- The Washington Times - Saturday, March 8, 2003

In his televised press conference Thursday night, President Bush once again presented a compelling case that Iraq has failed to meet its disarmament obligations, and that there is no serious possibility that Saddam Hussein would agree to do so peacefully. Mr. Bush noted that Saddam has spent the past 12 years flouting U.N. resolutions that call for him to end his nuclear, chemical and biological weapons programs and to comply with strict limits on the range of Iraqi missiles. While vowing to pursue "the last phase of diplomacy" to persuade the U.N. Security Council to make Saddam disarm, the president rightly declared that Washington is ready to move against Iraq without U.N. approval. Mr. Bush noted that, "when it comes to our security, we really don't need anybody's permission." We agree.

Mr. Bush challenged the Security Council members to "stand up and say what their opinion is about Saddam Hussein and the utility of the United Nations Security Council," adding that the United States wants a vote on a new resolution demanding Iraqi disarmament "regardless of what the whip count is."

It is increasingly likely that any U.S.-led war to disarm Iraq will occur without a prior U.N. endorsement, primarily because the United Nations desperately wants to avoid acting to enforce its own resolutions against Iraq. For example, the chief U.N. disarmament inspector for Iraq, Hans Blix, asserted that his UNMOVIC organization was making progress in disarming Iraq, but needed more time to get the job done. However, despite the absurdly positive spin from Mr. Blix, his own report and his speech yesterday to the Security Council actually help prove Mr. Bush's point: Saddam continues to thumb his nose at the world when it comes to disarmament.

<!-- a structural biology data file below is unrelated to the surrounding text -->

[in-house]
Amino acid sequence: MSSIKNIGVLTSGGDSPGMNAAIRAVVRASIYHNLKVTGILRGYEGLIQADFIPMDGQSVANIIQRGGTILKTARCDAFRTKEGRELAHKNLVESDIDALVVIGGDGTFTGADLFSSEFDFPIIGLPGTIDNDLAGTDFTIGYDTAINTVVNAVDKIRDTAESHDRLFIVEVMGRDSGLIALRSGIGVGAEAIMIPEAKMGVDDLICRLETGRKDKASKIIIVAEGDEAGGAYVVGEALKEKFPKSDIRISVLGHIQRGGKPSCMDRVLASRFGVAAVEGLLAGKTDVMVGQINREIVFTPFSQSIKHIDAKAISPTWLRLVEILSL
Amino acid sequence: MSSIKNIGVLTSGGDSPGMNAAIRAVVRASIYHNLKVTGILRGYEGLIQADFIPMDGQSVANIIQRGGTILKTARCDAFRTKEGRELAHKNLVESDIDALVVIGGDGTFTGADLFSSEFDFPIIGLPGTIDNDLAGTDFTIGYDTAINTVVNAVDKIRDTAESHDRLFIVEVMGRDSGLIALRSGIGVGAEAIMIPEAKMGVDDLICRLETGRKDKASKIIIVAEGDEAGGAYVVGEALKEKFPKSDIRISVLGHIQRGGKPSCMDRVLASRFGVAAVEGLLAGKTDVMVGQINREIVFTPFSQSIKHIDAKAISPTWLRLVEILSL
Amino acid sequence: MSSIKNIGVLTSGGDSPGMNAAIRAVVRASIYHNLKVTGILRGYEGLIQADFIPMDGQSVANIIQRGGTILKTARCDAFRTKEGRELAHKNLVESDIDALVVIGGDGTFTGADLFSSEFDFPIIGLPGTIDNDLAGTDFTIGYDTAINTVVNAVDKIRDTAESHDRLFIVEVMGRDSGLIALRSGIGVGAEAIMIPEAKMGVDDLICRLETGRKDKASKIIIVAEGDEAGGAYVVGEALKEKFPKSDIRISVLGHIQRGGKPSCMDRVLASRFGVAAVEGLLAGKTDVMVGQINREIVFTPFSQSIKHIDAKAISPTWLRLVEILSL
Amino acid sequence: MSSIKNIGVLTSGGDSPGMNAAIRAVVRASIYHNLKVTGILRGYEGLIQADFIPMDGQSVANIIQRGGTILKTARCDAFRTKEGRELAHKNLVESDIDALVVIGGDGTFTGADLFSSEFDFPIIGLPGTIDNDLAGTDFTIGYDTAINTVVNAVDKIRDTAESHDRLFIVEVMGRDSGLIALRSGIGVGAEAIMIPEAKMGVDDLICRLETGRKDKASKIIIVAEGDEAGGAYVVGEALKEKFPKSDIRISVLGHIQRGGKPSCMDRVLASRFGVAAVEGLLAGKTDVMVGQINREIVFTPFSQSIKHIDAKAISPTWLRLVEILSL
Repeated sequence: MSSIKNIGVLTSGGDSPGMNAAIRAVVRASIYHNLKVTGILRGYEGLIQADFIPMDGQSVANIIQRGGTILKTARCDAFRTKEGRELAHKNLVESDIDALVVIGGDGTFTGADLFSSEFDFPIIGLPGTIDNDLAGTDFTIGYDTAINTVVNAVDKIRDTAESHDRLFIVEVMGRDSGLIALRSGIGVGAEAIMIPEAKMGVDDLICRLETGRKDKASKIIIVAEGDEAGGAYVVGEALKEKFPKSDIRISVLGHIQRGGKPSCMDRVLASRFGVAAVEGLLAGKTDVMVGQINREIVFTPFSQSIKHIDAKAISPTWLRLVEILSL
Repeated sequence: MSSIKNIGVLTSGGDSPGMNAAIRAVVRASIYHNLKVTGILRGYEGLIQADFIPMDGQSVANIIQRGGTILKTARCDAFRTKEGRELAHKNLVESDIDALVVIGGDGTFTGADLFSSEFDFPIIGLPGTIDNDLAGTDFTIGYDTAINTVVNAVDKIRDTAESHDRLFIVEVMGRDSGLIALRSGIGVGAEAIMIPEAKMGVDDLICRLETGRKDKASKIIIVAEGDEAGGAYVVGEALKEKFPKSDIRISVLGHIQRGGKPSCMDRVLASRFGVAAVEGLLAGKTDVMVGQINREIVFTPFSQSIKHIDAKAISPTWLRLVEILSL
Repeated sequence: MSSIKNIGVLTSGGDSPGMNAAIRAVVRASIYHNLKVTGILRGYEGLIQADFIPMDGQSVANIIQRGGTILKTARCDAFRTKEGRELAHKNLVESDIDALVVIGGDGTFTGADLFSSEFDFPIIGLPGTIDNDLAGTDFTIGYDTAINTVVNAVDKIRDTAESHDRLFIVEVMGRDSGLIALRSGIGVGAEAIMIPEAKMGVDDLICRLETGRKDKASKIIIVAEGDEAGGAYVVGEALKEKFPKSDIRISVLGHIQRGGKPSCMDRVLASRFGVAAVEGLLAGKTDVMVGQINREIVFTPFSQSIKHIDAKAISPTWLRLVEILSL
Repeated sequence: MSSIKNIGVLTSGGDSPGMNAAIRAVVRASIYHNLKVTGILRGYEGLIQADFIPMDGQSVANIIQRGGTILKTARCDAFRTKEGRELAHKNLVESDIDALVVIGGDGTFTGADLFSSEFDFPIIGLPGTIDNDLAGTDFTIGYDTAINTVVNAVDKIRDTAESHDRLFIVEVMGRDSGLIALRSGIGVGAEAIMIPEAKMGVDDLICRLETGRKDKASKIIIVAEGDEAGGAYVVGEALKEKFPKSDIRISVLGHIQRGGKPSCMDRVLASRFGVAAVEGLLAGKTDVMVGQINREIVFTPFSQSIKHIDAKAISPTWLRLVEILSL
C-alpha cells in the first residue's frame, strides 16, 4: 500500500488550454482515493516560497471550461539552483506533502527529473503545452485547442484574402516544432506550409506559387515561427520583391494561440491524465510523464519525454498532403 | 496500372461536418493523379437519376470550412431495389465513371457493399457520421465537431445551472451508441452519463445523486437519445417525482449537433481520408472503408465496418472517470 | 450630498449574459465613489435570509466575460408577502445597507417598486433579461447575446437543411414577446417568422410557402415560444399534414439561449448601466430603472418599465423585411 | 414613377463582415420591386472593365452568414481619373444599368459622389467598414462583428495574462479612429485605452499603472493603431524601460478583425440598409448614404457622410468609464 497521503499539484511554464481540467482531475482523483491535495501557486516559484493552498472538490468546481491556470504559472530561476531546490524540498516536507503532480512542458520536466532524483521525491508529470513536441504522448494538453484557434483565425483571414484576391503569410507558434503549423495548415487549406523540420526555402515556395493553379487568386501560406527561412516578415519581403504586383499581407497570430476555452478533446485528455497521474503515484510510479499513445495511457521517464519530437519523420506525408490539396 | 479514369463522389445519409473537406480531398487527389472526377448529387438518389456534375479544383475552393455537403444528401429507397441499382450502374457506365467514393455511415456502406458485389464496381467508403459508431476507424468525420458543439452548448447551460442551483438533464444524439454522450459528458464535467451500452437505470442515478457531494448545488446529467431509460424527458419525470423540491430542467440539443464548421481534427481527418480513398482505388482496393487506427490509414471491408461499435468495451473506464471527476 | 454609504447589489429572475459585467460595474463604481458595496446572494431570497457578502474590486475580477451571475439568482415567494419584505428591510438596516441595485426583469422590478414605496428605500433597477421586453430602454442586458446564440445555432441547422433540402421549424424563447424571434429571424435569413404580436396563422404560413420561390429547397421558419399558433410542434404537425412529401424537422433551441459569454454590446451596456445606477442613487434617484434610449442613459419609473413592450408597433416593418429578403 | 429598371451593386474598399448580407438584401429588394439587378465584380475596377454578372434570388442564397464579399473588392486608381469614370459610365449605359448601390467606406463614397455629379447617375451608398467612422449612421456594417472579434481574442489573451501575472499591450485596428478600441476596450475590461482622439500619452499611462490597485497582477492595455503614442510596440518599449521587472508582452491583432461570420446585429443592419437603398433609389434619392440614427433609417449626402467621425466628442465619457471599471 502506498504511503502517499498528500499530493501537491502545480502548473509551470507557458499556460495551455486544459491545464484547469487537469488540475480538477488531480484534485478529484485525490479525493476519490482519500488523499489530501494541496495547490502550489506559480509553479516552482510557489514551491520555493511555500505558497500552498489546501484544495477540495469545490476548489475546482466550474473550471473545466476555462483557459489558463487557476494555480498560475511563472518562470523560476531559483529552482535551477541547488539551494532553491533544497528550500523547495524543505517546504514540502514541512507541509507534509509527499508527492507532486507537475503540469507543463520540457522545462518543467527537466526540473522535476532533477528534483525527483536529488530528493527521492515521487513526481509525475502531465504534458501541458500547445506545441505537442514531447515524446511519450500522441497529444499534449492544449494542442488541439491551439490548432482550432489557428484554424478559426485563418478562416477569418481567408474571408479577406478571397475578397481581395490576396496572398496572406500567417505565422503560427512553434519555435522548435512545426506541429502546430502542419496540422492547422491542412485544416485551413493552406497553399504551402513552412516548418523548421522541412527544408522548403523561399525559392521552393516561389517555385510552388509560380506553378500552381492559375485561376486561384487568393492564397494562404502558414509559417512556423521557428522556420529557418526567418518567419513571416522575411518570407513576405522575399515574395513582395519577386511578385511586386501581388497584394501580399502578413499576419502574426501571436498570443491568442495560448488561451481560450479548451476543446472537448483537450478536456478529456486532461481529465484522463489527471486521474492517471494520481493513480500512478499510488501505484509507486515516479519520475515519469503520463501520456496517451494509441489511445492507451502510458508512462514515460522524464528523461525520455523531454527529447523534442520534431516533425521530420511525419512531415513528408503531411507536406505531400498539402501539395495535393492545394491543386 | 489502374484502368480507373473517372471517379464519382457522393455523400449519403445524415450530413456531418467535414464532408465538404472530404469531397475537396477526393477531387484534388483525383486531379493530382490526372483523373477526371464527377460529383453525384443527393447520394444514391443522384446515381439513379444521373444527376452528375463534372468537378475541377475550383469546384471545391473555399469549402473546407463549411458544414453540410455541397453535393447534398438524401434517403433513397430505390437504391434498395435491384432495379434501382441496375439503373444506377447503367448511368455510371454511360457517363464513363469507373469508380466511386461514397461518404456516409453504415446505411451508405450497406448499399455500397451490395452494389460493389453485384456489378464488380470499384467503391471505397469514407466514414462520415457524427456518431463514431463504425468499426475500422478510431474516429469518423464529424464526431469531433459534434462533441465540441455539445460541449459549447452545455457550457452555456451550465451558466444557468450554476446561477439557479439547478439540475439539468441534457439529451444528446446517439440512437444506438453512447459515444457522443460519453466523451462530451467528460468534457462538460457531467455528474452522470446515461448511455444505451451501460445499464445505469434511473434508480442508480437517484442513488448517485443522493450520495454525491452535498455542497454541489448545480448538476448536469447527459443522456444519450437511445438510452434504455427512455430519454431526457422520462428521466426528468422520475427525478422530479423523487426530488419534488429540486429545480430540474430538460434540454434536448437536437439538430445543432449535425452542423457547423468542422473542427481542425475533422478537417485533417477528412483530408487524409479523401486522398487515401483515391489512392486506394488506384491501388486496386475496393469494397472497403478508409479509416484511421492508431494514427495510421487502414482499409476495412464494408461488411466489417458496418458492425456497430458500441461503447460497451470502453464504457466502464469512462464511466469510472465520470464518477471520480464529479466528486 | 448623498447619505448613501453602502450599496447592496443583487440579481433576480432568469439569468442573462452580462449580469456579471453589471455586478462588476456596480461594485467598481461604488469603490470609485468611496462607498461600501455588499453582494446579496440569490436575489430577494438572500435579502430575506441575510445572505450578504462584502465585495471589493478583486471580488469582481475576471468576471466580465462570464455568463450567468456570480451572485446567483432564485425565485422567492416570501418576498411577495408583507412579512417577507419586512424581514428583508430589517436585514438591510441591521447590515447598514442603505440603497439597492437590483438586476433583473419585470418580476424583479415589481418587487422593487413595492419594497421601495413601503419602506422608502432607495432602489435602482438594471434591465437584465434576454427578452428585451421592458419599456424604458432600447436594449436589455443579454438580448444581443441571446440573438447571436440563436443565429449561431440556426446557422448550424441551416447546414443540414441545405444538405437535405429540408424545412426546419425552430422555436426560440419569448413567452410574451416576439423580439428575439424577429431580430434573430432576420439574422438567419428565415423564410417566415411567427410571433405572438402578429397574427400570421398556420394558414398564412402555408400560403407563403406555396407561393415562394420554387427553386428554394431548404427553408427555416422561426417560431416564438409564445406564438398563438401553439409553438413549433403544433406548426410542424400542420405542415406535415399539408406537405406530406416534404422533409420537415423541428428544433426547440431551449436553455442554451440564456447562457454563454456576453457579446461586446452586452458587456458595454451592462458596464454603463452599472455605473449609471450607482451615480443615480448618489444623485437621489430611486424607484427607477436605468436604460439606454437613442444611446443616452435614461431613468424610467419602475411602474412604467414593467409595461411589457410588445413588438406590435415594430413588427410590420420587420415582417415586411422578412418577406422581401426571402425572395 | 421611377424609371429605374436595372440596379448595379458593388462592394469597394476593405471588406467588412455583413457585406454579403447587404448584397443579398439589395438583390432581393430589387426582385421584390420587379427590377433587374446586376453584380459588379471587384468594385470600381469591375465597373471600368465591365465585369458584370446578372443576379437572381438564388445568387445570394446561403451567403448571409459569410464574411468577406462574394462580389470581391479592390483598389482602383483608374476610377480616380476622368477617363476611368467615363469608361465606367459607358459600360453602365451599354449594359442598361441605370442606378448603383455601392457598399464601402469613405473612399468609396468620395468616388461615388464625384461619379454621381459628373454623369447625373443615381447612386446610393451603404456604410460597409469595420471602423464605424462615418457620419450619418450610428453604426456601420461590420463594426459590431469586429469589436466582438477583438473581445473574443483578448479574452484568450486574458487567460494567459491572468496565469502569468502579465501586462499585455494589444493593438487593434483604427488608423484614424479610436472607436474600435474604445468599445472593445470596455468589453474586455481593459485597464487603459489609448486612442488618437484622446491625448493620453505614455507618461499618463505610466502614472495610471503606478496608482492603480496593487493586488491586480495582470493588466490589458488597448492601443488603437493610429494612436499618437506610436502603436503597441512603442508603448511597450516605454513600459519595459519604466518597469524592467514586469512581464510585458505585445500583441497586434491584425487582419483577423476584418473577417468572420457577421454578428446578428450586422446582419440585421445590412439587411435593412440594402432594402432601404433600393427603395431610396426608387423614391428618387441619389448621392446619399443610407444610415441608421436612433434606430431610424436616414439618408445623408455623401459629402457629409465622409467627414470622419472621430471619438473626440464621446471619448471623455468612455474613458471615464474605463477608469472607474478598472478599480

Mr. Blix, for example, disputed Iraq's claim to have destroyed 21,000 liters of biological warfare agents, including anthrax, and said that Baghdad has failed to come clean about how much anthrax and VX nerve gas it actually produced. Mr. Blix said Iraq has not been forthcoming with documents and other evidence about its weapons programs. "Only a few new such documents have come to light so far, and have been handed over since we began inspections," Mr. Blix stated. "Surely, there must also remain records regarding the quantities" of items destroyed. He noted that, in violation of U.N. Security Council Resolution 1441, passed last November, Iraq has sought to attach conditions to its cooperation with inspectors.

Britain, in conjunction with the United States, is pushing for a second compromise Security Council resolution that would give Iraq until March 17 to fulfill its disarmament commitments. But French Foreign Minister Dominique de Villepin says his government will veto this resolution and demand more time for inspections.

The Security Council is rendering itself irrelevant when it comes to disarming Saddam Hussein. It's time for Mr. Bush and the rest of the allied coalition to take action on their own.

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